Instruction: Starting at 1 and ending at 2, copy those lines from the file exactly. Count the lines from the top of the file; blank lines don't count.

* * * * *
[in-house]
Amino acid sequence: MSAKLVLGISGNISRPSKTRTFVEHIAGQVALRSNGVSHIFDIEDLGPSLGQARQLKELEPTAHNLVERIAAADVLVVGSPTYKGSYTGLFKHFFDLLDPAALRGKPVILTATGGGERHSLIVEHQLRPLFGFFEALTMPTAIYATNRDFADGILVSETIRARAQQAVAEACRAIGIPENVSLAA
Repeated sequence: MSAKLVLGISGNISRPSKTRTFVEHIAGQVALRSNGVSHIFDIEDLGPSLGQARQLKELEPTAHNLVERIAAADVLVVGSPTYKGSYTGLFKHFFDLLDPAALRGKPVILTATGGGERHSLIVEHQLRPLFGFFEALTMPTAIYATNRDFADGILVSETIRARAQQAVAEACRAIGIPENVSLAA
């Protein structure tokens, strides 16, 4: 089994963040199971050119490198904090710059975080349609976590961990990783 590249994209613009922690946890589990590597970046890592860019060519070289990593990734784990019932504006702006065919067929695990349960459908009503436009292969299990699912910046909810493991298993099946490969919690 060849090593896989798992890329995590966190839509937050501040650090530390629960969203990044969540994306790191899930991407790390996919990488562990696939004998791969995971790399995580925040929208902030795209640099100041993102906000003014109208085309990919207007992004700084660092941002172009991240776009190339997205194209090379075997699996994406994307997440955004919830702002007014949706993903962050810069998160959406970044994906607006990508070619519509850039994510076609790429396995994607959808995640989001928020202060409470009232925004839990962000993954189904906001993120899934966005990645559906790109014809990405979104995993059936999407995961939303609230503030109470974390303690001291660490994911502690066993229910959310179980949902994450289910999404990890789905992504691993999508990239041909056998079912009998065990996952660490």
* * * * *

[in-house]
Amino acid sequence: MSAKLVLGISGNISRPSKTRTFVEHIAGQVALRSNGVSHIFDIEDLGPSLGQARQLKELEPTAHNLVERIAAADVLVVGSPTYKGSYTGLFKHFFDLLDPAALRGKPVILTATGGGERHSLIVEHQLRPLFGFFEALTMPTAIYATNRDFADGILVSETIRARAQQAVAEACRAIGIPENVSLAA